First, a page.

The roll of Kodachrome had been in my desk for so long, I had forgotten what pictures I took with it, or when. The yellow-and-red cylinder became a symbol of mystery and procrastination.
I knew I needed to have that slide film developed, especially after Eastman Kodak announced in June 2009 that it would stop making Kodachrome because almost everyone now uses digital cameras.
Then I heard that the last Kodachrome lab in America — Dwayne's Photo in Parsons, Kan. — would stop processing it at the end of this year. If I wanted to relieve my guilt and solve this mystery, it was now or never.
What were these pictures? They must have been important; otherwise, I would have used a lesser, cheaper film.
Never miss a local story.
When Kodachrome was introduced in the 1930s, it was the first widely available color film. It remained the gold standard for decades. "Mama don't take my Kodachrome away!" Paul Simon begged in his 1973 hit song, which praised the film's qualities:
You give us those nice bright colors.
You give us the greens of summers.
Makes you think all the world's a sunny day, oh yeah.
By the 1970s, though, Kodak's Ektachrome was almost as good, required less light and was cheaper and easier to process. Many professionals switched to Fujichrome Velvia in the 1990s. Color print film got better and better. But until advances in digital photography made 35mm film all but obsolete, many photographers still reached for Kodachrome.
I took Kodachrome on my first trip to London in 1992, where I made a picture of a Horse Guard so crisp you could count the stray strands of horse hair on his helmet. When I covered the 1994 Olympics, Kodak was a sponsor, so there was plenty of Kodachrome. It was perfect for capturing Norway's breathtaking winter beauty.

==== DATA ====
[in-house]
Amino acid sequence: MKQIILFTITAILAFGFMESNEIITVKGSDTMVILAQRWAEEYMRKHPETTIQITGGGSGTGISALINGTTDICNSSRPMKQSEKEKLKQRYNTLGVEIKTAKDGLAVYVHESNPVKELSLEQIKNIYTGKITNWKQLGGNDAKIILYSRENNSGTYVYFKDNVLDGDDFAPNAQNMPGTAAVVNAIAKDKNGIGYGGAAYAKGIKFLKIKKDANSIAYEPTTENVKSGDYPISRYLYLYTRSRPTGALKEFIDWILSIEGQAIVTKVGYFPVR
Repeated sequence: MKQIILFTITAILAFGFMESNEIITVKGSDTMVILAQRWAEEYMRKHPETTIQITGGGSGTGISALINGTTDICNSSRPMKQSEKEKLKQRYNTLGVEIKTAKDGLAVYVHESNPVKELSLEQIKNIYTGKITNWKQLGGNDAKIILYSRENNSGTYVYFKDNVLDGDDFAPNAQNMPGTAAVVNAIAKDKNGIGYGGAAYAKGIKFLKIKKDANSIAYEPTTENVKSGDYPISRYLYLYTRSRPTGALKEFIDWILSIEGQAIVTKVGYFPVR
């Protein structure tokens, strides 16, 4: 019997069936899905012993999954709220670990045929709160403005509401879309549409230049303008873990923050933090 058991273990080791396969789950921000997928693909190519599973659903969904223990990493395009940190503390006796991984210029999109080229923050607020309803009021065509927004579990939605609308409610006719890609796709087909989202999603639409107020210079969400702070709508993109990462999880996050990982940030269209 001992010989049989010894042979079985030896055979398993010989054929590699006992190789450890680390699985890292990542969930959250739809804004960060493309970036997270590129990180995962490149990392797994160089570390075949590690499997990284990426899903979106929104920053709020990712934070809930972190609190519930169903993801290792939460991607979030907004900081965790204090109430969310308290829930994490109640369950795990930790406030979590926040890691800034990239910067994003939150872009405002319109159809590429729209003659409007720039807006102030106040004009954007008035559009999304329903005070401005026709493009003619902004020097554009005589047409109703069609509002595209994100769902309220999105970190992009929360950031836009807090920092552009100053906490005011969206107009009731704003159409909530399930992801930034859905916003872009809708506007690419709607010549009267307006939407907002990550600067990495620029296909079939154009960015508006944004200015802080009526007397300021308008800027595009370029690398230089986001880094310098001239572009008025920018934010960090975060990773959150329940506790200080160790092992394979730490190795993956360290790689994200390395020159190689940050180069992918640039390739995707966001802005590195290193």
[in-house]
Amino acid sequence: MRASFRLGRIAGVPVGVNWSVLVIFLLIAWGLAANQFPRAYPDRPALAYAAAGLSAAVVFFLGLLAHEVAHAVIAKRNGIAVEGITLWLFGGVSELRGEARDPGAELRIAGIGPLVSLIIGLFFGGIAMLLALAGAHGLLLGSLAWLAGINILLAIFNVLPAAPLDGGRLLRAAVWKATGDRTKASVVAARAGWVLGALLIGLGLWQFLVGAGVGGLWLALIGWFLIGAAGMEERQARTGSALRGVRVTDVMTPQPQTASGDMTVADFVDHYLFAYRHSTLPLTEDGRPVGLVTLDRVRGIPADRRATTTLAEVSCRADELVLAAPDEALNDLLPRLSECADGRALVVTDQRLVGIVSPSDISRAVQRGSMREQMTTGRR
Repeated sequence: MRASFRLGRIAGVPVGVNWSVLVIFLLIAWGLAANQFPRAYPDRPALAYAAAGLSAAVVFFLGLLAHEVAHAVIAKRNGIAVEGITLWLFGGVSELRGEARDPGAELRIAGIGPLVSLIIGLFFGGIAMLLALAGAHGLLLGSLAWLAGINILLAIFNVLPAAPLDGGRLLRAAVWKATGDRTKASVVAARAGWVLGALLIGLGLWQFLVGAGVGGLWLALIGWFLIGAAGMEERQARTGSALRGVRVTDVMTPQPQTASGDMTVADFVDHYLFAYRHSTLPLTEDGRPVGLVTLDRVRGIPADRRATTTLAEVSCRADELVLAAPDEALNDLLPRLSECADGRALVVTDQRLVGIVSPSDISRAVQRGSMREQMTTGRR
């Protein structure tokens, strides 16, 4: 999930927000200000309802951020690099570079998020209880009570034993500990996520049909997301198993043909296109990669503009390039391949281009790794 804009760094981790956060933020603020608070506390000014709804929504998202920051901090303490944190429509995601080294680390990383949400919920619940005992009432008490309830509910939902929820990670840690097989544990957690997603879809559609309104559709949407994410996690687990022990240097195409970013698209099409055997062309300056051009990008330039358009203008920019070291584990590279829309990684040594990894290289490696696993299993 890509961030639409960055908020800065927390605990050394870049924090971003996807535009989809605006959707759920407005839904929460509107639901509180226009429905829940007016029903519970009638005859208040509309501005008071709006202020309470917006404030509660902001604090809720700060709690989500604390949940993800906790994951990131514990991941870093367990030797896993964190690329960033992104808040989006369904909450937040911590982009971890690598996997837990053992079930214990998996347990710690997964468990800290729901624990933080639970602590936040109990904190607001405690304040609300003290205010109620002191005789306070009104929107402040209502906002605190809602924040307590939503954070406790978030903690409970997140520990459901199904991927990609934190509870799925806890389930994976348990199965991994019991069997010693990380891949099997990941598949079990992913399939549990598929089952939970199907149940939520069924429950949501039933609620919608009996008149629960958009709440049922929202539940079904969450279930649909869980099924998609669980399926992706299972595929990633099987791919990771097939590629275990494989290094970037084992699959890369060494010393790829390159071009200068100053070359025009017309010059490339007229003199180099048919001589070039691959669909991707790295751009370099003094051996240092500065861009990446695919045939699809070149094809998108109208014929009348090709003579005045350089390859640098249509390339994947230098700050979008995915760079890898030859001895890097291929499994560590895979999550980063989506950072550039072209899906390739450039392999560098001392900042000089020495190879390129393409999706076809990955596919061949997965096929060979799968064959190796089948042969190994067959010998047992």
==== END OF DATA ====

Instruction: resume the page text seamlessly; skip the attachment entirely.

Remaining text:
Some photographers are nostalgic about film. Not me. I love digital photography: It is easier, cheaper, more versatile, makes better pictures with less light and is instantaneous. I would never want to go back to film.
As a roving reporter for The Atlanta Journal- Constitution in the mid-1980s, I liked shooting photographs to accompany my stories, but it was a pain. I didn't have a darkroom, so all I could do was put exposed film on a Greyhound bus to Atlanta and hope for the best.
Photojournalism was then done mostly in black and white. Even when I shot color, it was rarely Kodachrome. It was too fussy. Kodachrome required abundant daylight, precise exposure and special processing. If the film was not kept cool and developed promptly, the color quality suffered.
I saw that firsthand when Dwayne's sent back my Kodachrome, which, it turns out, I had shot in early 1998, just before moving back to Lexington from Atlanta. The pictures were faded, which seemed appropriate given how much had changed in those dozen years.
There were several pictures from my older daughter Mollie's 16th birthday party. She is now 28 and married, as are several of the giggly girlfriends who were with her that day.
Most of the pictures were from a going-away party my boss gave for me at her cabin in the north Georgia mountains. I had many good friends at the Atlanta Journal-Constitution, and they and their now-grown children came to send me home in style.
The digital revolution that made Kodachrome obsolete also radically changed the newspaper and advertising businesses. The Journal-Constitution has been hit especially hard. Its newsroom now has fewer than half the 500 journalists who were there when I left.
As I looked at my faded party pictures, I counted the friends who have since retired, taken buyouts or moved on to other careers. Like my Kodachrome, today's Journal-Constitution is a pale reflection of what it was then. But times change, and we must change with them.
Thinking about those days prompted me to search for more memories. In one box of old photographs, I found several unprocessed rolls of less-fussy black-and-white film. At least I had taken the time to label most of them.
Some were pictures for newspaper stories I wrote in the 1980s. Somehow, they never made it to the bus station. Two rolls were labeled "Shannon 1987" — the year my younger daughter, now 23, was born.
I must get them developed. One of these days.